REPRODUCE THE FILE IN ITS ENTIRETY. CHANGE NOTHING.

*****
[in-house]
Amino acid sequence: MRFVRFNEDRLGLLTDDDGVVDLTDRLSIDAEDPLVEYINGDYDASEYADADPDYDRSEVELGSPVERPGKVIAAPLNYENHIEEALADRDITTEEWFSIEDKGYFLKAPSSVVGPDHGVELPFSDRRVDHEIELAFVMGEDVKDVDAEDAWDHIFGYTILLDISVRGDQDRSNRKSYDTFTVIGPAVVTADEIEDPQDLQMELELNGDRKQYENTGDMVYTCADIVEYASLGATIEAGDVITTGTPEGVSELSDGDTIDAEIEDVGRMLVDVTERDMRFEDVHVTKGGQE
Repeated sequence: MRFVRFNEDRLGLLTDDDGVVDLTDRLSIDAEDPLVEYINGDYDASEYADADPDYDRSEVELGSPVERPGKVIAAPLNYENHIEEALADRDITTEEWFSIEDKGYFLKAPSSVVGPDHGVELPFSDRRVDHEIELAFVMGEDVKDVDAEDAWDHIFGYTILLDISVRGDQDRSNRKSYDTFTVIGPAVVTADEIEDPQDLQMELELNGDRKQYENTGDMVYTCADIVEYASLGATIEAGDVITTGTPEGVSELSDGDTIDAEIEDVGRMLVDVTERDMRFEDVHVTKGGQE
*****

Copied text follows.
[in-house]
Amino acid sequence: MRFVRFNEDRLGLLTDDDGVVDLTDRLSIDAEDPLVEYINGDYDASEYADADPDYDRSEVELGSPVERPGKVIAAPLNYENHIEEALADRDITTEEWFSIEDKGYFLKAPSSVVGPDHGVELPFSDRRVDHEIELAFVMGEDVKDVDAEDAWDHIFGYTILLDISVRGDQDRSNRKSYDTFTVIGPAVVTADEIEDPQDLQMELELNGDRKQYENTGDMVYTCADIVEYASLGATIEAGDVITTGTPEGVSELSDGDTIDAEIEDVGRMLVDVTERDMRFEDVHVTKGGQE
Repeated sequence: MRFVRFNEDRLGLLTDDDGVVDLTDRLSIDAEDPLVEYINGDYDASEYADADPDYDRSEVELGSPVERPGKVIAAPLNYENHIEEALADRDITTEEWFSIEDKGYFLKAPSSVVGPDHGVELPFSDRRVDHEIELAFVMGEDVKDVDAEDAWDHIFGYTILLDISVRGDQDRSNRKSYDTFTVIGPAVVTADEIEDPQDLQMELELNGDRKQYENTGDMVYTCADIVEYASLGATIEAGDVITTGTPEGVSELSDGDTIDAEIEDVGRMLVDVTERDMRFEDVHVTKGGQE